State Sen. Steve Buehrer and State Rep. Bob Latta each claim a common enemy in their congressional race: taxes.
The two Republican opponents generally regard taxes as the bane of wealth, robbing citizens of their bank accounts and entrepreneurial zeal in exchange for bloated government bureaucracies.
They each boast anti-tax credentials, with Mr. Latta limiting the estate tax and Mr. Buehrer opposing a 2003 budget proposal that temporarily increased the state sales tax.
But as members of the Ohio House in 2003, both candidates voted to raise the state gasoline tax. Their votes show the glaring exception in Mr. Buehrer and Mr. Latta s shared belief that taxes stunt economic development.
With I-80, I-75, and U.S. 24 each blazing their way across Ohio s 5th District, Mr. Latta and Mr. Buehrer see highways as the paths to prosperity.
Retail, manufacturing, and distribution centers can cluster near exits. And by raising the gasoline tax to 28 cents a gallon from 22 cents, they added about $450 million this year alone to state funds for road construction and repairs.
It s recognition of the fact that Ohio and specifically northwest Ohio is a real transportation hub, said Mr. Buehrer (R., Delta), who sponsored the increase at the request of then-Gov. Bob Taft. We need to have good, quality infrastructure if we re going to be able to attract jobs to our region.
Phased in during three years, the increase distributed a greater percentage of its proceeds to cities, counties, and townships than under the previous gas tax structure. It also weaned financing for the Ohio Highway Patrol off the gas tax to other funding sources.
Roadway projects have historically been the domain of the federal, state, and local governments, rather than private investors. A 1999 survey of studies by the U.S Department of Agriculture found that improved roads helped rural economies, an indication that taxes can assist the course of the free market.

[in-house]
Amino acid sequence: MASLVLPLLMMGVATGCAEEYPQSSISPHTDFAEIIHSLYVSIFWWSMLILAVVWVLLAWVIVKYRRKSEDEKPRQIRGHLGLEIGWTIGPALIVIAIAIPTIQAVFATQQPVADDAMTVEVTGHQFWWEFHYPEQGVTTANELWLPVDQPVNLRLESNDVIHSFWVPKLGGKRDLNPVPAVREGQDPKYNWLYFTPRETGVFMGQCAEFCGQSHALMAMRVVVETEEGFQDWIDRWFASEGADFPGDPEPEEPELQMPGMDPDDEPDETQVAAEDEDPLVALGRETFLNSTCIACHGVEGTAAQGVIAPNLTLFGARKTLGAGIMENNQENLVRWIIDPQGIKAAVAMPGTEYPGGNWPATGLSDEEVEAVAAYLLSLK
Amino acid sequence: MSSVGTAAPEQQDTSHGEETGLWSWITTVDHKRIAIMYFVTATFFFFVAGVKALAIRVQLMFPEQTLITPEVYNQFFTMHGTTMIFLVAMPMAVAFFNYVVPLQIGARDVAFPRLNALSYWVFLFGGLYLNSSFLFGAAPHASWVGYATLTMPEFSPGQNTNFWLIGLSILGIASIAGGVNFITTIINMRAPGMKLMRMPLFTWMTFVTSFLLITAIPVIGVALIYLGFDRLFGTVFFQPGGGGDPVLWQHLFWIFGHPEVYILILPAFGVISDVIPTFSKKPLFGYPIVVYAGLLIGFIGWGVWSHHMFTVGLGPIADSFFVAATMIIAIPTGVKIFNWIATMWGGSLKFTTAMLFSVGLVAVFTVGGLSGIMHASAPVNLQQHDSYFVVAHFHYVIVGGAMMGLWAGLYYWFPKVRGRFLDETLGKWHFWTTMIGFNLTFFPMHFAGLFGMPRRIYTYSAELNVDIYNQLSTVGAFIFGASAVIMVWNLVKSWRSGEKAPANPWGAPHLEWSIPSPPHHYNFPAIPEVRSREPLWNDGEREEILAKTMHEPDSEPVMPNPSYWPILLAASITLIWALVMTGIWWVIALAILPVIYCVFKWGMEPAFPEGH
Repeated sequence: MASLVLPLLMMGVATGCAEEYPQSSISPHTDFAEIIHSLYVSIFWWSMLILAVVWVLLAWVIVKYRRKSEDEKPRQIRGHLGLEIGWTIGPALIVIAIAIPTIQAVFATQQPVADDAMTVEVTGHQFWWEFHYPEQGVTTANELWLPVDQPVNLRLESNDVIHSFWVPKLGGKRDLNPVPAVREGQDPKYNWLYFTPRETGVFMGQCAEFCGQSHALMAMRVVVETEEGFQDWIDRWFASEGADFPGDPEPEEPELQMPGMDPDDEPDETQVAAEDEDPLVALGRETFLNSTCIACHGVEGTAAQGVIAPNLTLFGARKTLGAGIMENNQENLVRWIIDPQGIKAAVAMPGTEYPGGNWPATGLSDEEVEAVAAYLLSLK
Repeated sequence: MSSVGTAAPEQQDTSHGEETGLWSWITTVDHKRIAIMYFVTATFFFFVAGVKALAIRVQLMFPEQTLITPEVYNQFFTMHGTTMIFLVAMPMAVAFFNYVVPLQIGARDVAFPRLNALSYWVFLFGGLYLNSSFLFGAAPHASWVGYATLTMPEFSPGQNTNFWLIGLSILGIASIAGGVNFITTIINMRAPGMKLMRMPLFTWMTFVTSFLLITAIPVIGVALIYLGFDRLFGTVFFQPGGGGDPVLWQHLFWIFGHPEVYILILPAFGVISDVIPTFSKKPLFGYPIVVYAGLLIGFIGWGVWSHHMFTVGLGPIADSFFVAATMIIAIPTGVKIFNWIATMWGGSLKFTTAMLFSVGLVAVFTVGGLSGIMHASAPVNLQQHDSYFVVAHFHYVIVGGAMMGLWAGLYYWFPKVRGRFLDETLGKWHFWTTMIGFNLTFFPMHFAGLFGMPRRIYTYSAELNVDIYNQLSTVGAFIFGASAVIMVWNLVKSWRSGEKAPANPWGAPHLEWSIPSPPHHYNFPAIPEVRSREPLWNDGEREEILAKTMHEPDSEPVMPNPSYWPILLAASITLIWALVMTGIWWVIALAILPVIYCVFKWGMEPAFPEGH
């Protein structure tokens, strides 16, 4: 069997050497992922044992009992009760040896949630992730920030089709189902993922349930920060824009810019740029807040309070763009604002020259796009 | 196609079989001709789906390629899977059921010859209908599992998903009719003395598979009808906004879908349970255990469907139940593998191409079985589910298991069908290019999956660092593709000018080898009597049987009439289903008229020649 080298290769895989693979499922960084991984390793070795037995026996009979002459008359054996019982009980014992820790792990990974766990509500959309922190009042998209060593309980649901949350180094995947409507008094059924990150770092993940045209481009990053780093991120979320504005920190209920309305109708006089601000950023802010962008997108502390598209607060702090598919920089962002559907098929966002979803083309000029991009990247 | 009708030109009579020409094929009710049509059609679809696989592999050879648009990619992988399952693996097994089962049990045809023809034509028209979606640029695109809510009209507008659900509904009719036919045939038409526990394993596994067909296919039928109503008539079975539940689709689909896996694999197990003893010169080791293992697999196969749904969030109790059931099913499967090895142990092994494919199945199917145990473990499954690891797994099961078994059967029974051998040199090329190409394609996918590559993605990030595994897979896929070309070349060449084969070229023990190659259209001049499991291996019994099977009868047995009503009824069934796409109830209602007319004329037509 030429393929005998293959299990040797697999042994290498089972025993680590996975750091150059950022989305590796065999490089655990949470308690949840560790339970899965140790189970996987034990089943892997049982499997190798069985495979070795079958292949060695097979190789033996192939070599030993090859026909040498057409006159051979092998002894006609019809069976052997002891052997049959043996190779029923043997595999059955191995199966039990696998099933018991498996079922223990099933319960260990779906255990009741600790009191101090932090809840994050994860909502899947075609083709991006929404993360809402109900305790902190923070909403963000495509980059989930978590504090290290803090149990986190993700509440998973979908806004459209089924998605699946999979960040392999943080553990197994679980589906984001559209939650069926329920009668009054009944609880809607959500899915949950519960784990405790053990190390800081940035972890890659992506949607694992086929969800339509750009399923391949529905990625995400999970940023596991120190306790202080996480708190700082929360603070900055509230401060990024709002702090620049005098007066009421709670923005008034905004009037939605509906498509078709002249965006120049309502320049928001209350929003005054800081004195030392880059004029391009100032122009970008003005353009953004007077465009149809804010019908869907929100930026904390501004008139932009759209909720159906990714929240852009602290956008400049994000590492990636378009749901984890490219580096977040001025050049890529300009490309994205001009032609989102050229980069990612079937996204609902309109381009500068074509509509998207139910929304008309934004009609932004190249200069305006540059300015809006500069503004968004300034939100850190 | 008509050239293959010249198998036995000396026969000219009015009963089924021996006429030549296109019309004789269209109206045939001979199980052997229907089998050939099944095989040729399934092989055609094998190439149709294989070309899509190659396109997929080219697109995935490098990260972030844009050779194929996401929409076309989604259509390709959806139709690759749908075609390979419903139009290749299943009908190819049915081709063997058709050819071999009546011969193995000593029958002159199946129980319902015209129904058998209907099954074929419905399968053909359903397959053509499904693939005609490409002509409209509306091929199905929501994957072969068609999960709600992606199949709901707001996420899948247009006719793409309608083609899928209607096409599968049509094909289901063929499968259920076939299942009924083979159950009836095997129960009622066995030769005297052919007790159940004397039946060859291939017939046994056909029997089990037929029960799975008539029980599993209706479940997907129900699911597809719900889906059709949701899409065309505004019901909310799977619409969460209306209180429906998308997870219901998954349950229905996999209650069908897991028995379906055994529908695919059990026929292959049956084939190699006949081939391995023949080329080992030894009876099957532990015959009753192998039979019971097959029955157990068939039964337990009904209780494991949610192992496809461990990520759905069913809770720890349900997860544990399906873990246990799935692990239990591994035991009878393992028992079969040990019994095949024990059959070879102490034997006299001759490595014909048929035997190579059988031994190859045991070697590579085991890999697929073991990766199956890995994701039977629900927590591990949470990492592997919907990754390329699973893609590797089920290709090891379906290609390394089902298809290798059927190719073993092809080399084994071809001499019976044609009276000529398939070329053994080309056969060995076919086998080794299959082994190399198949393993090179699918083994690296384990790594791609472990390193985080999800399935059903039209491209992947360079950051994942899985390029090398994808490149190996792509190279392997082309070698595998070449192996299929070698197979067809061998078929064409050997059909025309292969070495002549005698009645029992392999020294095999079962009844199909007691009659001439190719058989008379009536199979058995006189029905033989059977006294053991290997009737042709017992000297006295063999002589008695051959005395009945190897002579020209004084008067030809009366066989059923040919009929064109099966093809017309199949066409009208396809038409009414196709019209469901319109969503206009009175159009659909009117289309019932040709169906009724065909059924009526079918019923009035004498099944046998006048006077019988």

In northwest Ohio specifically, access to I-75 played a fundamental role in Rossford getting a Bass Pro store.
As a state legislator, Mr. Latta (R., Bowling Green) labored eight years to catch Bass Pro. The company anticipates its project will create the equivalent of 250 full-time jobs.
Given that background, Mr. Buehrer said it was hypocritical for Mr. Latta to run a TV ad attacking him for proposing the gas-tax increase. However, a separate Buehrer ad circulating on the Web criticizes Mr. Latta for helping to pass the gas-tax increase.
While Mr. Latta believes taxes should be less burdensome, he said they are the price we pay for a civilized society, referencing the Oliver Wendell Holmes quote inscribed at the entrance to IRS headquarters in Washington.
Mr. Latta agrees with Mr. Buehrer that highways spur economic development. He said that spending on public education is another form of economic development, creating a talented work force capable of landing jobs that command higher salaries.
Rather than cut spending on education in the 2003 budget vote, Mr. Latta said he followed the rulings of the Ohio Supreme Court and supported the temporary sales tax increase, applying the same economic development rationale as he did to the gas tax.
The Buehrer campaign has bashed Mr. Latta for the vote.
Some of us, unfortunately, had to make a tough choice, since we are constitutionally mandated to balance the budget, Mr. Latta said.
However, there is no guarantee that higher gas taxes enable better roads and more economic opportunity. Inflation ate up most of the proceeds from the 28-cents-a-gallon tax.
That increased our income, no doubt about it, said Jim Moyer, who is the Sandusky County engineer. But at the same time, asphalt, concrete, and steel prices went up by about 40 percent, so we re back where we started.
It takes 2,000 tons of asphalt to build a mile of road, Mr. Moyer said. Asphalt costs $48 a ton, up from $32 a ton three years ago.
That means each mile of asphalt costs $32,000 more now than it did when the increase started.
When asked if inflation in construction costs required an additional increase in the gasoline tax, Mr. Buehrer and Mr. Latta both now running for Congress reached the same answer.
They said no.
Contact Joshua Boak at: email@example.com, or 419-724-6728.